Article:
Wednesday, July 1, 2009

False Hope Syndrome

Two Statistics:
  • Housing Starts 70% lower than during peak of housing boom
  • Surge in Housing starts as new home builds jumps 17%
Both statistics are true. But, both give completely different interpretations. There is a 17% increase in housing starts, but given low basis, it hardly is much to get excited about.

Also note there was an increase at the start of 2009, only for housing starts to drop back again.

The moral of the story is be wary of statistics. We need to look beyond the headline statistic to understand their context and relative significance.

For example, in the UK, we have seen figures like 15% jump in mortgage lending. But, this is from a very low base. Another way of thinking about the jump is. - Despite zero interest rates, mortgage approvals still close to record lows.

After a deep recession, it is tempting to look for glimmers of hope and build them out of proportion, but, they can be misleading.

Unfortunately, recent revisions to GDP statistics suggested the downturn in the first quarter of this year was worse than expected (often revisions go the other way)

N.B. Understanding the significance, context and importance of statistics is an important skill we try to teach Economics A Level students. Another example is the difference between a fall in prices and a fall in the rate of change.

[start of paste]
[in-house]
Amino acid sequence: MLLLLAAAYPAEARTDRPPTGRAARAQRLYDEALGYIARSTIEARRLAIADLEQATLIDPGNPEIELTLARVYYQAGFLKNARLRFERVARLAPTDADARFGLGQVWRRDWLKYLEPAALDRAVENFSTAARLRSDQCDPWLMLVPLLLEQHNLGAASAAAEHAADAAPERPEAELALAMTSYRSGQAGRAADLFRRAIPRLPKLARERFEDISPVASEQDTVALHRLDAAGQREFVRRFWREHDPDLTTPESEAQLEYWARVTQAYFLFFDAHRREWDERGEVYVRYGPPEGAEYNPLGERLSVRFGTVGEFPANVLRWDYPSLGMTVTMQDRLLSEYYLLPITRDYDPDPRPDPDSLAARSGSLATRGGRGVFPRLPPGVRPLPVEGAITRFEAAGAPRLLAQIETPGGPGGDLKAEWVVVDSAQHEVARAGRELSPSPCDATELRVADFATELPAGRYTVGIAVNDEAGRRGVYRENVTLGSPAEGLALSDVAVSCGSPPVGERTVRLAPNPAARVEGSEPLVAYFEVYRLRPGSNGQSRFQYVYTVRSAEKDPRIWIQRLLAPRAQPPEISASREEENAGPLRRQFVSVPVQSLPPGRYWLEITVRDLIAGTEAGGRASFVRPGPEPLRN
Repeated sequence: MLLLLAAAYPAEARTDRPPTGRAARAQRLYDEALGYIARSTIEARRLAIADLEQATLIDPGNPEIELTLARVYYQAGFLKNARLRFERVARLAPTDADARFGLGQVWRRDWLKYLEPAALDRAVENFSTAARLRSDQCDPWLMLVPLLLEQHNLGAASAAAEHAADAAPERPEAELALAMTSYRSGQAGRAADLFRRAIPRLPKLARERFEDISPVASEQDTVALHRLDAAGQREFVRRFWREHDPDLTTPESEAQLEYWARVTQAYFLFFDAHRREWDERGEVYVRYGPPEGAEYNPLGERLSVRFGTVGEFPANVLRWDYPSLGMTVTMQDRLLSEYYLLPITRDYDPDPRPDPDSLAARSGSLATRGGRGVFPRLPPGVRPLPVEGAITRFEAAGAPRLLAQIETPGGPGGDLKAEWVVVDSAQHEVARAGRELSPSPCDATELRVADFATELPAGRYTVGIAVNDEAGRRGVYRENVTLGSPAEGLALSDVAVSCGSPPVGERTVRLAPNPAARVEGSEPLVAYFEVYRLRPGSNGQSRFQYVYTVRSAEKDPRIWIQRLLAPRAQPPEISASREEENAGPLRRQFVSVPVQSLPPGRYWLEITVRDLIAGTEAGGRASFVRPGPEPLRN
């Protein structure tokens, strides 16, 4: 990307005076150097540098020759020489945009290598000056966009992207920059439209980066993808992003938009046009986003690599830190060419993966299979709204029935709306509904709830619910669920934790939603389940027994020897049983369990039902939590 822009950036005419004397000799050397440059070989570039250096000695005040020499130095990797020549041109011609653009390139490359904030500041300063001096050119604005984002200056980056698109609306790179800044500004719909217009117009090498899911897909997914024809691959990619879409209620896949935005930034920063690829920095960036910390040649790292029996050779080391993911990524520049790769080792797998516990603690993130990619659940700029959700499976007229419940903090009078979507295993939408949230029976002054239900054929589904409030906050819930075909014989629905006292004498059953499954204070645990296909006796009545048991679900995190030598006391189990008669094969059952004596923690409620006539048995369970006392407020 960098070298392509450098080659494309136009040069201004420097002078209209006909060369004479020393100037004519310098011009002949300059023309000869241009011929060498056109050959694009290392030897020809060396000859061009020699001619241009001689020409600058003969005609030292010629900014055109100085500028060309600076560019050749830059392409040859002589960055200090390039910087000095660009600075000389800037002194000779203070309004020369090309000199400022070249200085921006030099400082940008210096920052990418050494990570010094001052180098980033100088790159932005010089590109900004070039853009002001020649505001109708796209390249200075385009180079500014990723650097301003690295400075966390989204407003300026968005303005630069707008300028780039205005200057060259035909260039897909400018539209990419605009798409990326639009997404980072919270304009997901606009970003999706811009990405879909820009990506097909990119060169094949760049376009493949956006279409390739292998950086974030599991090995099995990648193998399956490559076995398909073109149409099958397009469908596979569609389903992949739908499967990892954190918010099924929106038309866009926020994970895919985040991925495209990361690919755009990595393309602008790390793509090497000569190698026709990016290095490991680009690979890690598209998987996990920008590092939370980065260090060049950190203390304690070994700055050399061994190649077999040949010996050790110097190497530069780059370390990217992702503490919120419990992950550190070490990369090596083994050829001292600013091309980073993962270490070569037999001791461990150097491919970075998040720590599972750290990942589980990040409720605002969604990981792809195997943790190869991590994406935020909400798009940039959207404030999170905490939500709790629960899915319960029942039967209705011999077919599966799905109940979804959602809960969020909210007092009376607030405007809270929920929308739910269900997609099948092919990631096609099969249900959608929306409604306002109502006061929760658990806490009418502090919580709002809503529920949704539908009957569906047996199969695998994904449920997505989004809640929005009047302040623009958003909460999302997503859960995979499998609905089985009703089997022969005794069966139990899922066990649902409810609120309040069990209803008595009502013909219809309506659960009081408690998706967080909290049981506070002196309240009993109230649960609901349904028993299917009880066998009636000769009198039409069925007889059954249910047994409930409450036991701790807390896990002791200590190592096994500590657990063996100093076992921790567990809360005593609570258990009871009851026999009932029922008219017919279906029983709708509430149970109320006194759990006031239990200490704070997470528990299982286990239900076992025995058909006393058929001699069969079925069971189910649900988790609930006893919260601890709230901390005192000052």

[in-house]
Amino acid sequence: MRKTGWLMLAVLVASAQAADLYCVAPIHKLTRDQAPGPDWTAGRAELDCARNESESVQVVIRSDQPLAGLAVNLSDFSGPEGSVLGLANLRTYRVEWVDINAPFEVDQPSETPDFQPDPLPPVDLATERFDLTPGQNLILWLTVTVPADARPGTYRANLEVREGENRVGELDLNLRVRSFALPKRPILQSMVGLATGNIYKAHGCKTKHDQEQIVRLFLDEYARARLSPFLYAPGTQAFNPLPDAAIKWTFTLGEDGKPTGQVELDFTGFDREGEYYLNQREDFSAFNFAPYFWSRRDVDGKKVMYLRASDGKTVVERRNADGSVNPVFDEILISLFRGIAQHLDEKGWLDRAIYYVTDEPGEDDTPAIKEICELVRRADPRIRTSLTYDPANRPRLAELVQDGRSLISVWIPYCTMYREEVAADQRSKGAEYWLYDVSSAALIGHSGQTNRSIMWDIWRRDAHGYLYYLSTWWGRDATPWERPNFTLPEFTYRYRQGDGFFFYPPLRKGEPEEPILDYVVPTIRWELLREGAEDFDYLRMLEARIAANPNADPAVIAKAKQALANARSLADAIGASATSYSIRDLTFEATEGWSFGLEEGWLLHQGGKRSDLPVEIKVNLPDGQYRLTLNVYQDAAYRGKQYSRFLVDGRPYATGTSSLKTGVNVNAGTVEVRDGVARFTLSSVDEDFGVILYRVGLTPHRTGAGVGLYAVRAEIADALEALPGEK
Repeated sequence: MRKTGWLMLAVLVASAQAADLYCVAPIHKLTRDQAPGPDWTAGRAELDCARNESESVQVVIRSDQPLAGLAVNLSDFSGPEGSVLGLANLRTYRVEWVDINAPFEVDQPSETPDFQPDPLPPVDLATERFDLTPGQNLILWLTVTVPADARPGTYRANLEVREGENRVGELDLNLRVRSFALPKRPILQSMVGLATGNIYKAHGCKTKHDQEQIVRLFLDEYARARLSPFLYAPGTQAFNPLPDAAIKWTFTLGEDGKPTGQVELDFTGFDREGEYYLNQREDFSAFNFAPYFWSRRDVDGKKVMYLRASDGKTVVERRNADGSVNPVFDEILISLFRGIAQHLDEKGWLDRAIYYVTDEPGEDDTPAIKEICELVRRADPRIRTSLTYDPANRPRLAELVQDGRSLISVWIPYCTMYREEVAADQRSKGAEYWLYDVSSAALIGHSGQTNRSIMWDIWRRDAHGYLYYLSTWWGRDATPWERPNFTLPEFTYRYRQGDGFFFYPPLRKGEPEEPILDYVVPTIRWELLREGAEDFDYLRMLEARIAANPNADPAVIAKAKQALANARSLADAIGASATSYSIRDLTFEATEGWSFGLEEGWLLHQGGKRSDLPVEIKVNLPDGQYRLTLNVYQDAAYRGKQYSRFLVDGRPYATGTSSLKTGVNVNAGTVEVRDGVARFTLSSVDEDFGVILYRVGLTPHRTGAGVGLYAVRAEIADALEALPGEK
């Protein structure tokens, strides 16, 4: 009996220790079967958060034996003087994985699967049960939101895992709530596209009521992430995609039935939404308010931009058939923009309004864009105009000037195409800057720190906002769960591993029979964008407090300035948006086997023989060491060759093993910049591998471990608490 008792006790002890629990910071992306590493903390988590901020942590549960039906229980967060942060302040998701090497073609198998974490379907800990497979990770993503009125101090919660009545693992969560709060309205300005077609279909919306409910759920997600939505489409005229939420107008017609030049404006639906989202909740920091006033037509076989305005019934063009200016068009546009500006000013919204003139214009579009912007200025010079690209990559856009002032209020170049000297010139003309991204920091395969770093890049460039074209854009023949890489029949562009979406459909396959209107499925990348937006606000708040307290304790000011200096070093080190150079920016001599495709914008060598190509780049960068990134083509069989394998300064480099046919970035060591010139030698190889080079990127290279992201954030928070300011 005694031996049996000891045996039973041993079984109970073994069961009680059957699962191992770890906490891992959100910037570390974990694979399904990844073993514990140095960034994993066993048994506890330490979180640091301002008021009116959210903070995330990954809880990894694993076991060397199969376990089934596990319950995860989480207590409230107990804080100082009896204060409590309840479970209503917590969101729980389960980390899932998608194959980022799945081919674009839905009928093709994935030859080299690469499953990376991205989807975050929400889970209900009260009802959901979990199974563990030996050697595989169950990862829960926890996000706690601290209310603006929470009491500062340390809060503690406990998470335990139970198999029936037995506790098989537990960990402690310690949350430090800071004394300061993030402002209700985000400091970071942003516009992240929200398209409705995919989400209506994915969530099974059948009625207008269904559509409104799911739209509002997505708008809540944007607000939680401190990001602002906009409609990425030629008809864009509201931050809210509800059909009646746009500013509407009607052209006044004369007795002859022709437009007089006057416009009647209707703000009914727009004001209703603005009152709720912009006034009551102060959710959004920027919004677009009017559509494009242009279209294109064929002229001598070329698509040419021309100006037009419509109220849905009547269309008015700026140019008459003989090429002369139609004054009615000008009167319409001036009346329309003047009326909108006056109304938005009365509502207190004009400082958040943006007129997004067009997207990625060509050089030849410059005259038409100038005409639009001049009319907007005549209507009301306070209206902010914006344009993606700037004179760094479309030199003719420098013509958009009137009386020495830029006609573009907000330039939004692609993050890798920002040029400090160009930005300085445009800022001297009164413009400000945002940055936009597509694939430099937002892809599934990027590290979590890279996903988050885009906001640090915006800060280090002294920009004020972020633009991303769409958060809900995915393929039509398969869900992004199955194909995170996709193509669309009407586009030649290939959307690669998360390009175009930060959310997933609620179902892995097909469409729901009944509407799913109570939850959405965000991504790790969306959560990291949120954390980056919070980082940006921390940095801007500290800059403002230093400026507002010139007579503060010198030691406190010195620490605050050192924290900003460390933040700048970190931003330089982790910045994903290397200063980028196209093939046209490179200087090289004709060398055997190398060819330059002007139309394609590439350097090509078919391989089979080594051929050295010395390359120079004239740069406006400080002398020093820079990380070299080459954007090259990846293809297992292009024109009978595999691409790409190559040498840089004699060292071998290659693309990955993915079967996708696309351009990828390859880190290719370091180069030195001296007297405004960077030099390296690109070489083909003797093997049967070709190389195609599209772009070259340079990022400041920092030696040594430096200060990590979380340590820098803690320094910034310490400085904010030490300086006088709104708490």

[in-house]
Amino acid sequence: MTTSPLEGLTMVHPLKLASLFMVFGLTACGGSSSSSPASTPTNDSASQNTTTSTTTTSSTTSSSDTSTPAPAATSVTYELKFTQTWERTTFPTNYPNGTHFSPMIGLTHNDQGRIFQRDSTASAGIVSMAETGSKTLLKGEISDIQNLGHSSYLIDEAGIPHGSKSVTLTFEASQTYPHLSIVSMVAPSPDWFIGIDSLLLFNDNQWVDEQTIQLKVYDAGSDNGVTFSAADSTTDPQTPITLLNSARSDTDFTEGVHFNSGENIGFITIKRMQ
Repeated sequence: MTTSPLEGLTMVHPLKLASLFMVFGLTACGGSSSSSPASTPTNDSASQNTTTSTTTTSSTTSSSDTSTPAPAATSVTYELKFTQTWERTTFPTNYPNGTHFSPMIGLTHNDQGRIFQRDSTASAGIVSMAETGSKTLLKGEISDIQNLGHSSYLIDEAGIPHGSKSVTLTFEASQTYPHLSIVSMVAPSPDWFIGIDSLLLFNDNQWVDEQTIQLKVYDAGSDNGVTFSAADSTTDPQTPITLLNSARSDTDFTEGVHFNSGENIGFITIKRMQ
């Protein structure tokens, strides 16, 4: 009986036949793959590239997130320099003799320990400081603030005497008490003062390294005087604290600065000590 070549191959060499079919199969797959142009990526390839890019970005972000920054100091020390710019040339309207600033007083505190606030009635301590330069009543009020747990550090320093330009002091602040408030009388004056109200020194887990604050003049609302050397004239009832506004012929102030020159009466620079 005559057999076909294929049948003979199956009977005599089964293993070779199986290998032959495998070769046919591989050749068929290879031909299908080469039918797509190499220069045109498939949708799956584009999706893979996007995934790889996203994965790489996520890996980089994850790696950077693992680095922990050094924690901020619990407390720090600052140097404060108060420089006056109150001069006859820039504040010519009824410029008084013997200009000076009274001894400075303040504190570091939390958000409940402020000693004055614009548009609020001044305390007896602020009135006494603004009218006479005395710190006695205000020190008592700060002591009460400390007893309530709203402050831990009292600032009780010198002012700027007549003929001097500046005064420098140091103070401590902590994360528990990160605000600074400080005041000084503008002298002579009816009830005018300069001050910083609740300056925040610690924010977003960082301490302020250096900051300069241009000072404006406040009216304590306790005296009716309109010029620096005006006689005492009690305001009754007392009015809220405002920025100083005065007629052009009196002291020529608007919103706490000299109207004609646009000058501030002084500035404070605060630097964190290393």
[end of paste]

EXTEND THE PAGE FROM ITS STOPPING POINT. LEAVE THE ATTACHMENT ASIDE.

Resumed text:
See also: Misleading economic statistics

1 comment:

paco said...

"After a deep recession, it is tempting to look for glimmers of hope and build them out of proportion, but, they can be misleading."

Hope, in the case of housing, is not more housing starts. We are so over built from the single largest housing bubble in the US that it's going to take more time to work through all the inventory we created. Hell, in Seattle where I live I still cannot afford a median priced house despite having an above median income. We need to get back to the fundamentals of housing costs vs. income. Hope is a lowering of starts, and price of housing into realistically affordable levels.

Once regular folks, and not speculators, can afford to buy homes then you can expect more housing starts. It's too expensive to build a home right now if you have to compete with all the foreclosures. It's going to be at least another year until we work through all that mess.